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Bridget Riley, b.1931

from Nineteen Greys, B1968

During the early 1960s, Bridget Riley worked mainly in black and white using repeating patterns of squares, rectangles, ovals, circles and wave-like shapes positioned according to precise mathematical formulae to create a sensation of movement in her painting. From the late 1960s she began to work with colour, juxtaposing zones and bands to suggest movement and shimmers of light. Her work became synonymous with the swinging sixties, a period of extraordinary cultural activity and radical social and political change in Britain.

Dimensions Unframed, 75.9 x 75.9 cm
Credit LineIMMA Collection: Gordon Lambert Trust, 1992
EditionEdition 22/30
Item NumberIMMA.367 GL
Copyright For copyright information, please contact the IMMA Collections team: [email protected].
Image Caption
Bridget Riley, from Nineteen Greys, B, 1968, Screenprint, Unframed, 75.9 x 75.9 cm, Collection Irish Museum of Modern Art, Gordon Lambert Trust, 1992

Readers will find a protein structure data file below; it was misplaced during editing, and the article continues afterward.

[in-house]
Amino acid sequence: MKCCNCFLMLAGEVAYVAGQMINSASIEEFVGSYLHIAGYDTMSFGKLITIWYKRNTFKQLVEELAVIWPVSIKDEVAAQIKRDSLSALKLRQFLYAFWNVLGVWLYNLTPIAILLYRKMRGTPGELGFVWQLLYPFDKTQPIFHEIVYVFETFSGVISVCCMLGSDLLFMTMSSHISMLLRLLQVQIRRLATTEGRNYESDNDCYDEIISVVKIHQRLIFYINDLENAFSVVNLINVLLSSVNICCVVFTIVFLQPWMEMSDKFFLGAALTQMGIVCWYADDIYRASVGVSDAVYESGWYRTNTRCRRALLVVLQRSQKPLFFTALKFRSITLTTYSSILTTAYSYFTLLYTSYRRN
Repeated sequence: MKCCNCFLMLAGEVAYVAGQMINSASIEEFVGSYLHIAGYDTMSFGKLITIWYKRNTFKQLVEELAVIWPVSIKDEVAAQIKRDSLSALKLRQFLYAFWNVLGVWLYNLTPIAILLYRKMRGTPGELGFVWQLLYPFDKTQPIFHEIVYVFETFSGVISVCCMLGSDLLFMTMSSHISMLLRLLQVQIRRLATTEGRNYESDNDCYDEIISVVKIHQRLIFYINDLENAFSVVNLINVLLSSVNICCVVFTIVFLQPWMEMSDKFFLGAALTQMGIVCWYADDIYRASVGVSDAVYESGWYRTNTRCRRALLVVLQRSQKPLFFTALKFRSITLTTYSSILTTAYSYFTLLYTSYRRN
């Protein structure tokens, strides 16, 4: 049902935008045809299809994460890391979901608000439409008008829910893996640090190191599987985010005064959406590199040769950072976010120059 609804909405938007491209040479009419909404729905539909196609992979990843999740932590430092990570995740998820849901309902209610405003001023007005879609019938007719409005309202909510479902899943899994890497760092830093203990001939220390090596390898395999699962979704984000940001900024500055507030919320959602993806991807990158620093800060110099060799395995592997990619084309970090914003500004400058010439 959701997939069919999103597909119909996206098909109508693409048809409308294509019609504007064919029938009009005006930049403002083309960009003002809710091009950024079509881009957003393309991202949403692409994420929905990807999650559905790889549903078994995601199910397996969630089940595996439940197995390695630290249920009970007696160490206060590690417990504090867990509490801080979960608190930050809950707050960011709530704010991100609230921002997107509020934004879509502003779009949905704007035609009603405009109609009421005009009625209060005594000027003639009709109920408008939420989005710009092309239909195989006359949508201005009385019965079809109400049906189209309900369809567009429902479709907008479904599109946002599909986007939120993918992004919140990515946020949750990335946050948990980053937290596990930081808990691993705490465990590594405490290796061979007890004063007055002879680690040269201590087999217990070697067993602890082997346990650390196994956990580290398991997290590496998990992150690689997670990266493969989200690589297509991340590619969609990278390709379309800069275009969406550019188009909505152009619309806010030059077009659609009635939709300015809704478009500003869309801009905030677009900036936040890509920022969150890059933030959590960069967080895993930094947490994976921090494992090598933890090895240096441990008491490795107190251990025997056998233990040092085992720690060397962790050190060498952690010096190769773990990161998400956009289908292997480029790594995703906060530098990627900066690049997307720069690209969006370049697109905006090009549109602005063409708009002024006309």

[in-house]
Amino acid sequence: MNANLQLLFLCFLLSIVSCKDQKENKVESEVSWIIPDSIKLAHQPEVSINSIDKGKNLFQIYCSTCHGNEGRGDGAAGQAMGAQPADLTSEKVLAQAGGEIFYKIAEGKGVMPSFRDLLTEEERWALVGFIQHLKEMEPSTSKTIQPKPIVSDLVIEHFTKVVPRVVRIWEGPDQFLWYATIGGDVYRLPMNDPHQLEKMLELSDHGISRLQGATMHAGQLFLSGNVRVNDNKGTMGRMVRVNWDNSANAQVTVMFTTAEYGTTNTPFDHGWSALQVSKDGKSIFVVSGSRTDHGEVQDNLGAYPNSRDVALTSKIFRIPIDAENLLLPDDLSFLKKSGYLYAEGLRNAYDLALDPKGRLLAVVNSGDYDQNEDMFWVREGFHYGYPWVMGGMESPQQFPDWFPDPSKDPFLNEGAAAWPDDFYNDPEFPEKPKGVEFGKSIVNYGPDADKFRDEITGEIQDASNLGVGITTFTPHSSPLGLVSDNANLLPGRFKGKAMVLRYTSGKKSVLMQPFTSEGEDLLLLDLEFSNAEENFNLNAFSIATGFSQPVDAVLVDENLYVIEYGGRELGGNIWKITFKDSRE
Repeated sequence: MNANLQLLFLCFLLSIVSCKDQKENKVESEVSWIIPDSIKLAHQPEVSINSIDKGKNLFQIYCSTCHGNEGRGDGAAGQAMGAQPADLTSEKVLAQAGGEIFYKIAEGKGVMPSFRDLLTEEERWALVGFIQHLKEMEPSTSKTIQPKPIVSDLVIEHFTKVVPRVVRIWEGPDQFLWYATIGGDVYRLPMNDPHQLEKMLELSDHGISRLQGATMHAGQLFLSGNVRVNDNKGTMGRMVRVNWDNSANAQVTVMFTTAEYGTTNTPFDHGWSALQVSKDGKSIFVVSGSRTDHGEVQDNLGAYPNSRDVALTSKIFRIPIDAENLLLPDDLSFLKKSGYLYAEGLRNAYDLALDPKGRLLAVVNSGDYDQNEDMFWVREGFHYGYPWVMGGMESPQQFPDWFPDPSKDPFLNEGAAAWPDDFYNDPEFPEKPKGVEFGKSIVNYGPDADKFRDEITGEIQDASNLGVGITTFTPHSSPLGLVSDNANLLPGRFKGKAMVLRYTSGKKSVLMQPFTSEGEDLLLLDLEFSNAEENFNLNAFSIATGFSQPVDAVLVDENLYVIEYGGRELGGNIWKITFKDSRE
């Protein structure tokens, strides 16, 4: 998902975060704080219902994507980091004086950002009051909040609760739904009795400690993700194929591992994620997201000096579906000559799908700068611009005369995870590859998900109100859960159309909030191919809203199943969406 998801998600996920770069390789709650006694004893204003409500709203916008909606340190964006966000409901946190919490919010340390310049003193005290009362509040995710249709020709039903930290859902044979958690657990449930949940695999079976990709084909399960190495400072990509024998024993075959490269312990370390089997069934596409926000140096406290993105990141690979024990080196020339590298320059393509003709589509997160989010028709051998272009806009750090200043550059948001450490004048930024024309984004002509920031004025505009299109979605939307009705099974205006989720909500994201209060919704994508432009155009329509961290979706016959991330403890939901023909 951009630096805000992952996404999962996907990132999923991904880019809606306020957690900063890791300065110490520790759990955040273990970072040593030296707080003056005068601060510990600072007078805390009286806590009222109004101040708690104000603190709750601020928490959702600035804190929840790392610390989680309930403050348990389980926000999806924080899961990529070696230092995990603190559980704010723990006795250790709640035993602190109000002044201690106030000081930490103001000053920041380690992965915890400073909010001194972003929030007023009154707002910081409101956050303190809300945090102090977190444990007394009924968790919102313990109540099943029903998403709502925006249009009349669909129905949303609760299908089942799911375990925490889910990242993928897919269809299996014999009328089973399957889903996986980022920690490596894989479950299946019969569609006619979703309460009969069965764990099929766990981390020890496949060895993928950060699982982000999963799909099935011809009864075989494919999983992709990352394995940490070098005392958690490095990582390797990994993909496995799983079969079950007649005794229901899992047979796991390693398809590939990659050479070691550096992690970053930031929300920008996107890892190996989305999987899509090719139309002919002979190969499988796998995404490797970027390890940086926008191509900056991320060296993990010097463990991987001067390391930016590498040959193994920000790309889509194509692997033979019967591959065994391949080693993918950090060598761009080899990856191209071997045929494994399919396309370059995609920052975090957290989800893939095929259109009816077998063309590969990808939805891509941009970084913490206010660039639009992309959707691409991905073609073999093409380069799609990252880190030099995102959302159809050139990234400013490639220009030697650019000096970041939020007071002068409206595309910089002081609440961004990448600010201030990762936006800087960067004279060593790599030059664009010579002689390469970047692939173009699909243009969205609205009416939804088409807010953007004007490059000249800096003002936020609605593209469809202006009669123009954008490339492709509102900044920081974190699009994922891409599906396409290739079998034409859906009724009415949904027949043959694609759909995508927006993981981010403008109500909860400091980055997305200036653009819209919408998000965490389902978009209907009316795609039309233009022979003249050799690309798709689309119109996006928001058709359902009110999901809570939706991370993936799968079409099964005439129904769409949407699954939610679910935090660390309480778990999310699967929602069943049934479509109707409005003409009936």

For copyright information, please contact the IMMA Collections team: [email protected].

About the Artist

Bridget Riley b.1931

British artist Bridget Riley studied at Goldsmiths College and the Royal College of Art, London. In 1960, she began to explore the dynamic potential of optical phenomena and produced her first black and white Op Art paintings. Riley first received International notice in 1965, when she exhibited in the MoMA, New York show, ‘The Responsive Eye’. In 1968, Riley represented Great Britain in the Venice Biennale, where she was the first British contemporary painter, and the first woman, to be awarded the International Prize for painting. Tate Britain organised a major Riley retrospective in 2003. Her work is represented in public collections worldwide.
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